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Deep Throat

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Deep Throat
Deep Throat
outlookindia.com
2018-09-28T11:23:09+0530

Avoidance Play

The BJP in West Bengal has a point. Building bridges is not Mamata Banerjee’s strong point and that, according to the grapevine, could be a 2019 poll issue. The falling bridges of Calcutta—three since 2013, and the latest this Septe-mber—are sparking outrage and the opposition is ratcheting up the anger. But the Trinamool Congress has a counter-strategy: bridges funded by the Centre are the weak links, while successful projects are the state’s feat. The success stories will make the poll rhetoric. But the BJP leaders say Banerjee’s recent decision to form a panel to oversee bridge projects indicate that these are state-funded. Also, they say the move to shift the blame is like painting the Fourth Bridge.


Advantage Shotgun

Speculation is swirling that the BJP will not give the poll ticket to Shatrughan Sinha, its MP for Patna Sahib, in the 2019 parliamentary polls. The reason: his open rebellion against the party leadership. The buzz is that deputy chief minister Sushil Kumar Modi could be offered the seat. Political observers believe Shotgun is having the best of both worlds by playing his cards well. The BJP has not expelled him nor has he shown any intention to quit the party. If the BJP does not field him from his hometown, he can fall back on “family friend” Laloo Prasad Yadav’s RJD, or the Congress, to contest as the alliance’s candidate. With Kayasthas, his fellow caste men, accounting for the largest chunk of voters and the RJD strongholds of Bakhtiyarpur and Fatuha assembly segments falling under the constituency, Bihari Babu may not be a pushover for the BJP-JD(U) combine.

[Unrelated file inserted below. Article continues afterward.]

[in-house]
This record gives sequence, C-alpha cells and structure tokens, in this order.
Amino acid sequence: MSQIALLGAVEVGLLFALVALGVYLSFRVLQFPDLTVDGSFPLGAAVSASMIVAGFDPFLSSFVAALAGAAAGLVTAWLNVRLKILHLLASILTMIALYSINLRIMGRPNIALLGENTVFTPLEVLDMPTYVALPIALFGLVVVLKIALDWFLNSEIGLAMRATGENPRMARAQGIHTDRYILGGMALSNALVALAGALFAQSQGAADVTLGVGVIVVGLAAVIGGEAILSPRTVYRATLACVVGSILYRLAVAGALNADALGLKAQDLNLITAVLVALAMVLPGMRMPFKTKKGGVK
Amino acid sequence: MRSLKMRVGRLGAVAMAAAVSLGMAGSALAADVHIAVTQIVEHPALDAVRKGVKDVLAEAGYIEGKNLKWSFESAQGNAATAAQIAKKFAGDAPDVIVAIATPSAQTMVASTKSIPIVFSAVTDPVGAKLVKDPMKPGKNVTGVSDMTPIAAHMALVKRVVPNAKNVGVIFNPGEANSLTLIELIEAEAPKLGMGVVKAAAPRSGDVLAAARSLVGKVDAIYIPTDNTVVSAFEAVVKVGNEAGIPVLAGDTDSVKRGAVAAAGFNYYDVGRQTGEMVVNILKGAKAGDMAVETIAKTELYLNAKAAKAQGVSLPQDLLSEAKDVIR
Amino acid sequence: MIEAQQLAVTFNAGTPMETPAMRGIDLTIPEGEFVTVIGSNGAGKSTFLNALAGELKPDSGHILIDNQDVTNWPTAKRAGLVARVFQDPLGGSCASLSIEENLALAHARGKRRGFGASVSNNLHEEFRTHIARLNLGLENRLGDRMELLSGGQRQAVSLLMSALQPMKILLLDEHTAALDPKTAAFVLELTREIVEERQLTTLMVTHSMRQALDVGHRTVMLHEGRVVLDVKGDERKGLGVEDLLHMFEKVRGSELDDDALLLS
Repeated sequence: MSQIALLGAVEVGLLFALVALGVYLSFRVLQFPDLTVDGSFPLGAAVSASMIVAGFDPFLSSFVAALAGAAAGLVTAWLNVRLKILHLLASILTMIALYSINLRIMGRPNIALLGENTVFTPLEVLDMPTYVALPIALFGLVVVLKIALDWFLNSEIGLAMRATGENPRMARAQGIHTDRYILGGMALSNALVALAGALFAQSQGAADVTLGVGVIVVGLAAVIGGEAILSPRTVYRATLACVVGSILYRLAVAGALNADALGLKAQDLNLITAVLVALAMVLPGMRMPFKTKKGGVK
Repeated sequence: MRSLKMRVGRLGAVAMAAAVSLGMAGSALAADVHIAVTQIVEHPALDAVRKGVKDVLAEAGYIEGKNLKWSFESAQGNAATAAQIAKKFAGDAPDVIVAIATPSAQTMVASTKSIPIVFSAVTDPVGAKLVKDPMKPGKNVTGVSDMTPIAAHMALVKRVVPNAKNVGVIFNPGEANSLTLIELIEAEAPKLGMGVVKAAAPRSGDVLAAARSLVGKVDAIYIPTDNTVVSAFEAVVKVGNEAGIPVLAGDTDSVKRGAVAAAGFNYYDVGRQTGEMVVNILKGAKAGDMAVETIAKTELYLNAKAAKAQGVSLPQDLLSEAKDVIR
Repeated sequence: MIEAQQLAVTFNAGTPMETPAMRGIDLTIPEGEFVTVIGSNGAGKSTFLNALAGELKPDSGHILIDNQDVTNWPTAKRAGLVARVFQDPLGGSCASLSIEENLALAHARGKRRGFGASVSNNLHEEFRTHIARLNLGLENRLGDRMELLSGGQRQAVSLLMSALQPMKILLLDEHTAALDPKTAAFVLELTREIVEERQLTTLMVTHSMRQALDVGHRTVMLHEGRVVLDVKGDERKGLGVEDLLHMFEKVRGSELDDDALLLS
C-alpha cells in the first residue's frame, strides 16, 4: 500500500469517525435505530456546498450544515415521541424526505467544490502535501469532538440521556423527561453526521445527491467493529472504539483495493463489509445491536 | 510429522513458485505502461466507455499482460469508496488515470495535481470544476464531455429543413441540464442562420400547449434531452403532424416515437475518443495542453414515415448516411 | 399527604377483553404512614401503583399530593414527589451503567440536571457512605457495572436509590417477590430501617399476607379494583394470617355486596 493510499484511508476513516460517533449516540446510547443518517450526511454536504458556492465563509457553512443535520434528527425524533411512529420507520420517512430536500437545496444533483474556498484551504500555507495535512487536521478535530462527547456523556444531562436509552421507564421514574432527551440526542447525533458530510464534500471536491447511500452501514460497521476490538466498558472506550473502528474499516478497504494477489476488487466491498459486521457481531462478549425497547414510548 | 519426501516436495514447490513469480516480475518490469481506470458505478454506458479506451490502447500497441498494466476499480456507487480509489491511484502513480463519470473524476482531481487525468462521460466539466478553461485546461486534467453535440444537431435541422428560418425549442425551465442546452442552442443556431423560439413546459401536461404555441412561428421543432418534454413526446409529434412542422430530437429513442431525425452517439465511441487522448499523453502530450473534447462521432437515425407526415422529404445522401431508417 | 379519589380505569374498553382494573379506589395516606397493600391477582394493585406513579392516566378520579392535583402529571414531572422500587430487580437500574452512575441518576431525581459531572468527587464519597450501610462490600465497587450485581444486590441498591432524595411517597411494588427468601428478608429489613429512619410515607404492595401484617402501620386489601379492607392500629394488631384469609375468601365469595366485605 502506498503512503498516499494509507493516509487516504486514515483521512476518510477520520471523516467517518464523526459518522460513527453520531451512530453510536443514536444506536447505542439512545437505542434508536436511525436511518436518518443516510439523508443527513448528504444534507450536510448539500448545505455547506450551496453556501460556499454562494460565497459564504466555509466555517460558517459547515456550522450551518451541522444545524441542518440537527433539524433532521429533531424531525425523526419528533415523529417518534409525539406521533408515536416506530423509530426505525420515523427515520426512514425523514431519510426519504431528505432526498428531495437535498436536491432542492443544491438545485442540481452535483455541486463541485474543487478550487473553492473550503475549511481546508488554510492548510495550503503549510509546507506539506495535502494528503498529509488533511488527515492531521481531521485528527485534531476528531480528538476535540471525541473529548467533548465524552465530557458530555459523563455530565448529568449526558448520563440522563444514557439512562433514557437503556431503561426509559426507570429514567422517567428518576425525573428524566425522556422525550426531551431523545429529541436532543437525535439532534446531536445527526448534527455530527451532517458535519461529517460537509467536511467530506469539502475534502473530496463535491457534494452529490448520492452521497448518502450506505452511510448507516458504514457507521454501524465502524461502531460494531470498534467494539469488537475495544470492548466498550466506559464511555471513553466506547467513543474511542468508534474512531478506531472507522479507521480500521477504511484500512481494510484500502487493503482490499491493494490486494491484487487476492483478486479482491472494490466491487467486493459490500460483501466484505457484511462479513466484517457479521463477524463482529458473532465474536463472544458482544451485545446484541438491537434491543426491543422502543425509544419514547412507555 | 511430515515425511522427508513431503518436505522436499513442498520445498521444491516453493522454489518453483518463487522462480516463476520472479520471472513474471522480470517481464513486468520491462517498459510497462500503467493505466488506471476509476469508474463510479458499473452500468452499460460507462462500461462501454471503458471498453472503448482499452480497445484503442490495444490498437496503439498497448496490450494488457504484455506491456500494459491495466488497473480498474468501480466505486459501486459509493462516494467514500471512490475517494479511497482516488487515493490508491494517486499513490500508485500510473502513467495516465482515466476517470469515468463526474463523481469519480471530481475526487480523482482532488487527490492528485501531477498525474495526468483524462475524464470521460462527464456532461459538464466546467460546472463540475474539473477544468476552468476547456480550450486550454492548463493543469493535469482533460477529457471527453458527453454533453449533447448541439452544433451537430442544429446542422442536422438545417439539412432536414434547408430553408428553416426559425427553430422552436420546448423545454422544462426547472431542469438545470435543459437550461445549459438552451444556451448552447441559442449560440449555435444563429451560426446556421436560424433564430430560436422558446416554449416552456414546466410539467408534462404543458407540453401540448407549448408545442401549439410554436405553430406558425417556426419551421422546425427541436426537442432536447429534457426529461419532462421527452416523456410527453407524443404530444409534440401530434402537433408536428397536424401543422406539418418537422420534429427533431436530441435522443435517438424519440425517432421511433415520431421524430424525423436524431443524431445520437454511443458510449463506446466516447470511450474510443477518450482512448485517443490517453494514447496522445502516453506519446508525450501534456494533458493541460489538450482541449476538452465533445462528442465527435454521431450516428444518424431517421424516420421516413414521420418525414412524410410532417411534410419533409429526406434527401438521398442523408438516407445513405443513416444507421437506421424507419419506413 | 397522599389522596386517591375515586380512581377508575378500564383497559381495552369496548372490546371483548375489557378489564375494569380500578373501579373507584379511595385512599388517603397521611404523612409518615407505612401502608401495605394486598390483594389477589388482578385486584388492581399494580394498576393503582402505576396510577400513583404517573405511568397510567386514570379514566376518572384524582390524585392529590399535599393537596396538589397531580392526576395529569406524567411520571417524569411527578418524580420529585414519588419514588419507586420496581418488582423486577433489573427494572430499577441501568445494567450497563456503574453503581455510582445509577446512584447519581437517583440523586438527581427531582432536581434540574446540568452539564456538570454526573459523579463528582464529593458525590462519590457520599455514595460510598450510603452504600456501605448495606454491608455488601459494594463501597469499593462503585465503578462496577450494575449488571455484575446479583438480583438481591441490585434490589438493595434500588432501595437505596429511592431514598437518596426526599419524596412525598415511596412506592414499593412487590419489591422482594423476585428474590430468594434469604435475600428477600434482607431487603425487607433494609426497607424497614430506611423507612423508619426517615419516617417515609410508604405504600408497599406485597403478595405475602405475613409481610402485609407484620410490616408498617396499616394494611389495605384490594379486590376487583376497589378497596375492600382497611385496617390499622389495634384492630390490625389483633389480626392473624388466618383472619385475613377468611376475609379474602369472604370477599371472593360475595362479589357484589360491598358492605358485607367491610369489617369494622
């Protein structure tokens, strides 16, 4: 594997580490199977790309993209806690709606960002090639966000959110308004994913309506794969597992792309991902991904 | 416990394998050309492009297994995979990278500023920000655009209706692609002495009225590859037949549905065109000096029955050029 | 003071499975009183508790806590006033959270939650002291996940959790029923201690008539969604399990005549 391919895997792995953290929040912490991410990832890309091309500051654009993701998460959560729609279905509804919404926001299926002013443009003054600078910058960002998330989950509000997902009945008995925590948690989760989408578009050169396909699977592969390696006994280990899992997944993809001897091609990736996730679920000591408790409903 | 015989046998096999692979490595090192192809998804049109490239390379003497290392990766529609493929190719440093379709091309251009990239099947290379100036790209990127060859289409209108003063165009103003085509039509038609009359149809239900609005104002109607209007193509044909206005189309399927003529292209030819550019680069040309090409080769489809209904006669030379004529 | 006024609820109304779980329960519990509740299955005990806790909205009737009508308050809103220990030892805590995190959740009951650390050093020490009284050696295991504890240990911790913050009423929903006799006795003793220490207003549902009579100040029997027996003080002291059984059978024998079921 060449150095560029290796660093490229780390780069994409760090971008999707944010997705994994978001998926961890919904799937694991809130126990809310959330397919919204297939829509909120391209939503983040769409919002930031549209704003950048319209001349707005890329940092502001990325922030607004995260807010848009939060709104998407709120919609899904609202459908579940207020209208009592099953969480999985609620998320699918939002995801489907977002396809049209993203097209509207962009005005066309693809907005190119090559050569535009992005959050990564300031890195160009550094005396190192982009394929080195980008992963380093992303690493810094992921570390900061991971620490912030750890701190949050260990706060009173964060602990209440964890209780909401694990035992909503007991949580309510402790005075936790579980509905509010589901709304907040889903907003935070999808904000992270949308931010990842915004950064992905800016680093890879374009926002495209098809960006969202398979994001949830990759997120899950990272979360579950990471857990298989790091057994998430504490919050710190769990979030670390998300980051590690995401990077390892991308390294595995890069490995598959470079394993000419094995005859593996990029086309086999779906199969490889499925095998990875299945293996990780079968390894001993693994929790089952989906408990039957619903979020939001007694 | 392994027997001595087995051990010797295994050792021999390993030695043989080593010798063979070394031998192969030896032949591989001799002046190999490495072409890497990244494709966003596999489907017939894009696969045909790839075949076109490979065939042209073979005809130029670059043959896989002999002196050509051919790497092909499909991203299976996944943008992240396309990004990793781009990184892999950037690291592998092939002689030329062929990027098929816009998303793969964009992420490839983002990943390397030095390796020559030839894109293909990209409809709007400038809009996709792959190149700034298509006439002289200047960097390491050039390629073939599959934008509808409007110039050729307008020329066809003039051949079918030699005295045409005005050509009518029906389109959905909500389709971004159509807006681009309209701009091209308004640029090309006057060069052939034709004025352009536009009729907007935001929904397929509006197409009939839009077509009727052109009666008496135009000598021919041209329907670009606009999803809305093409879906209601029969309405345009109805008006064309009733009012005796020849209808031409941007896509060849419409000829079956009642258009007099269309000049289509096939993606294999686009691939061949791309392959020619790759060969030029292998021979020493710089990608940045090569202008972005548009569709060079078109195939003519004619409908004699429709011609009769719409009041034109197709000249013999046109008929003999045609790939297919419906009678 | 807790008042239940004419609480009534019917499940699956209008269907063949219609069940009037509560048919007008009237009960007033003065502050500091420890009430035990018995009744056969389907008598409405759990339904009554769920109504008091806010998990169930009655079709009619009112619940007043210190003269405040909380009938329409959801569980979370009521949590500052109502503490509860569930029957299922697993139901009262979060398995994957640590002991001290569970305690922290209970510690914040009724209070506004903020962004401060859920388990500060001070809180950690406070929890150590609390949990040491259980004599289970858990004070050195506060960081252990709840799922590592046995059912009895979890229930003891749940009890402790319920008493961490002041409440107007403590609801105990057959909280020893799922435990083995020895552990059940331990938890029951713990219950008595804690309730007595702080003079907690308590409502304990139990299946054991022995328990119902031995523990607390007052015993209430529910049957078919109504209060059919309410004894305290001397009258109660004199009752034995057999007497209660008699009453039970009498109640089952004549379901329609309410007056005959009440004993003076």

Protocol Politics

This may be a first in Kashmir—a leader of Farooq Abdullah’s stature called on the DGP in his office to condole the murder of three cops recently. Abdullah, who is an MP, chief of the National Conference, a former CM and Union minister, could have summoned the DGP. But he didn’t. It’s surprising because even politicians such as Ram Madhav, the BJP general secretary, summons the DGP to the party office for matters pressing a discussion. So why did Abdullah break the ‘protocol’. His move is seen as an ­attempt to resurrect his image after his party announced boycotting the civic polls in October. The boycott is greatly debated, with demo­cracy and azadi thrown into the discourse.

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